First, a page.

The fascinating life stories of unknown women from famous artworks
Unless you are an art critic, you may only be able to identify the artist responsible for a particular painting. But how much do you know about the very people portrayed in these outstanding works?
We here at Bright Side decided to tell you about the women whose faces are so familiar, but whose life stories are unknown to us.
Auguste Renoir, ''Portrait of the actress Jeanne Samary'' (1877)
The actress Jeanne Samary didn't succeed much in the theatre industry (she played mostly maids), but she was lucky enough to live not far from Renoir's studio for some time. The great artist portrayed Jeanne four times between 1877 and 1878, and these paintings made her famous. Jeanne was just 18 when she began to take part in theatre performances. She got married at the age of 25, gave birth to three children and even wrote a children's book. Unfortunately, the life of this charming lady was not long; Samary died of typhoid fever when she was just 33.
Leonardo da Vinci, ''Lady with an Ermine''
Cecilia Gallerani came from a noble Italian family and was betrothed at the age of 10. But when the girl turned 14, the engagement was broken off for unknown reasons. After that, Cecilia left home for the convent, where she met Ludovico Sforza, Duke of Milan. The affair between Cecilia and Ludovico resulted in pregnancy. Sforza took his mistress to his castle and Cecilia stayed there until the Duke married another woman from a noble family. The child was raised in Ludovico's castle while Cecilia became the wife of an impoverished count.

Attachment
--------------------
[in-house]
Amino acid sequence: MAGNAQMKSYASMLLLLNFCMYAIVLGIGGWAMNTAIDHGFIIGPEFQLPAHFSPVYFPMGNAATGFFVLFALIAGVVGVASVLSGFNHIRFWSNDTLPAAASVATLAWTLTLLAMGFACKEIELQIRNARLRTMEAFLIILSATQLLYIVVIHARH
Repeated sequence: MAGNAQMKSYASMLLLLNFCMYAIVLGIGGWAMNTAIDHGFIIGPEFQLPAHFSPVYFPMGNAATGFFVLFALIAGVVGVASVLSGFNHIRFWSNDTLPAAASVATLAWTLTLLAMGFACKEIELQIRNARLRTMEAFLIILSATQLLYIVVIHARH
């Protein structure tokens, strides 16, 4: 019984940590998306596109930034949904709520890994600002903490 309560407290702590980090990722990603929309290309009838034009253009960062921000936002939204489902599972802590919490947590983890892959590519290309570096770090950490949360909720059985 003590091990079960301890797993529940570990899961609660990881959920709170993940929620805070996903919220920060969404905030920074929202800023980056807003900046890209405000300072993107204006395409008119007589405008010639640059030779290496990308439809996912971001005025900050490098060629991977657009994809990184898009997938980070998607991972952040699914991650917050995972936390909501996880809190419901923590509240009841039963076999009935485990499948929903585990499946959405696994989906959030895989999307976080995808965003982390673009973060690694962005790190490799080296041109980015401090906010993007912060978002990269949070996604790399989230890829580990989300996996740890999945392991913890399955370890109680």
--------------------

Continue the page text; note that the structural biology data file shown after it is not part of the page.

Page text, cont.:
She bore her husband four children, organized one of the most glittering literary salons in Europe, was a welcome guest at the Duke's castle and had fun playing with Ludovico's child born by his new mistress. After the death of her husband, during the war, Cecilia lost almost all her fortune and found refuge in the house of the Duke's wife. When the war ended, Gallani returned to her mansion and lived there until her death at age 63.
Sandro Botticelli, ''The Birth of Venus''
Simonetta Vespucci — the most beautiful woman of Florence, and thus, of the Renaissance as a whole — is portrayed in the most famous of Botticelli's paintings. Simonetta was born in a rich family and at the age of 16 was married to Marco Vespucci (a distant relative of Amerigo Vespucci, who discovered America). After the wedding, Simonetta and Marco settled in Florence. Soon, the couple won the favor of Lorenzo de Medici, who held magnificent festivals, balls, and tournaments.
Her beauty, modesty and grace captured the hearts of more than one man. Lots of noblemen, including a Florence ruler, admired Simonetta, but Lorenzo's brother Giuliano was perhaps her most passionate suitor. Her stunning beauty inspired Sandro Botticelli and many other artists of the time. It is believed that, after meeting her, the great master painted no one else except Simonetta. She served as a model for all of Botticelli's Madonnas and Venuses. Simonetta died of consumption at the age of twenty-three, despite doctors' best efforts to save her. Even after her death, Botticelli didn't forget his muse, using her image in his works for the rest of his life. He even expressed the desire to be buried next to Simonetta’s grave.
Lisa del Giocondo
Leonardo da Vinci, ''Mona Lisa''
Perhaps everyone has seen this famous painting at least once in their life. Lots of historians and art critics argued for centuries over who Mona Lisa really was. The mystery was solved in 2005 when the official announcement came from researchers. The painting depicts the wife of wealthy Florentine silk merchant Francesco del Giocondo. According to one version, Francesco commissioned the portrait to celebrate the birth of their son and the purchase of a house.
Lisa gave birth to 5 children, and most likely, the couple lived happily together. Francesco died of the plague. Lisa was also diagnosed with the same disease but recovered with the help of her daughter. In her last years, Lisa lived with her daughters and died at the age of 63.